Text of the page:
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BackgroundTetraspanin-7 (Tspan7) is an islet autoantigen involved in autoimmune type 1 diabetes and known to regulate beta-cell L-type Ca2+ channel activity. However, the role of Tspan7 in pancreatic beta-cell function is not yet fully understood.MethodsHistological analyses were conducted using immunostaining. Whole-body metabolism was tested using glucose tolerance test. Islet hormone secretion was quantified using static batch incubation or dynamic perifusion. Beta-cell transmembrane currents, electrical activity and exocytosis were measured using whole-cell patch-clamping and capacitance measurements. Gene expression was studied using mRNA-sequencing and quantitative PCR.ResultsTspan7 is expressed in insulin-containing granules of pancreatic beta-cells and glucagon-producing alpha-cells. Tspan7-knockout mice (Tspan7y/- mouse) exhibit reduced body weight and ad libitum plasma glucose but normal glucose tolerance. Tspan7y/- islets have normal insulin content and glucose- or tolbutamide-stimulated insulin secretion. Depolarisation-triggered Ca2+ current was enhanced in Tspan7y/- beta-cells, but beta-cell electrical activity and depolarisation-evoked exocytosis were unchanged suggesting that exocytosis was less sensitive to Ca2+ . TSPAN7 knockdown (KD) in human pseudo-islets led to a significant reduction in insulin secretion stimulated by 20 mM K+ . Transcriptomic analyses show that TSPAN7 KD in human pseudo-islets correlated with changes in genes involved in hormone secretion, apoptosis and ER stress. Consistent with rodent beta-cells, exocytotic Ca2+ sensitivity was reduced in a human beta-cell line (EndoC-βH1) following Tspan7 KD.ConclusionTspan7 is involved in the regulation of Ca2+ -dependent exocytosis in beta-cells. Its function is more significant in human beta-cells than their rodent counterparts.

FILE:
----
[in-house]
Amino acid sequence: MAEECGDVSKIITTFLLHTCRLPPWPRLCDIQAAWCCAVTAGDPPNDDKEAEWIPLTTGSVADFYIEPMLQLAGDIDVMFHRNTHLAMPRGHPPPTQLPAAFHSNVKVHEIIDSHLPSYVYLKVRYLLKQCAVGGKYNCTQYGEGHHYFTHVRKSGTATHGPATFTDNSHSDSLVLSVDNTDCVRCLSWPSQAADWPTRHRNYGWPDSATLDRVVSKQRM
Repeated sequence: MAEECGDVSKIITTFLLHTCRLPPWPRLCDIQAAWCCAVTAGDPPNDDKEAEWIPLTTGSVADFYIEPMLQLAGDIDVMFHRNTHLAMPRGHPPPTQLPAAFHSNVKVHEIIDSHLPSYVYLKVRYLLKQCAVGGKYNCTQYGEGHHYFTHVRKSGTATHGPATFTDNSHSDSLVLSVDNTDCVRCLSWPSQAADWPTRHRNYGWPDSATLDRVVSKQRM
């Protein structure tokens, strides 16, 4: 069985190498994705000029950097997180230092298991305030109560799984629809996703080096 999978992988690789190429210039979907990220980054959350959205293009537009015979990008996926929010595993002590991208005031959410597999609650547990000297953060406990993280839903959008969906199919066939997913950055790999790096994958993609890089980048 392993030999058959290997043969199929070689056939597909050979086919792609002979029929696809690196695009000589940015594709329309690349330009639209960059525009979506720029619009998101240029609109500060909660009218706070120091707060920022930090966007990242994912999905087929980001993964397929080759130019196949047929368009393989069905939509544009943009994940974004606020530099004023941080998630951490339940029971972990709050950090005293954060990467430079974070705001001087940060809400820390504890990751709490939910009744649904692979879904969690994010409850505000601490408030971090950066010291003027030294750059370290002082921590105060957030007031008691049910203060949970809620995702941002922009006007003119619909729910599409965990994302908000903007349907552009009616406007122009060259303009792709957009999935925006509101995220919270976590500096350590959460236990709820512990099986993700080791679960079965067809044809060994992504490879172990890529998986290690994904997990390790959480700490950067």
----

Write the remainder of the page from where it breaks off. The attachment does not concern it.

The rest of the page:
Original publication




Journal article


Diabetic medicine : a journal of the British Diabetic Association

Publication Date



Oxford Centre for Diabetes, Endocrinology and Metabolism, University of Oxford, Churchill Hospital, Oxford, UK.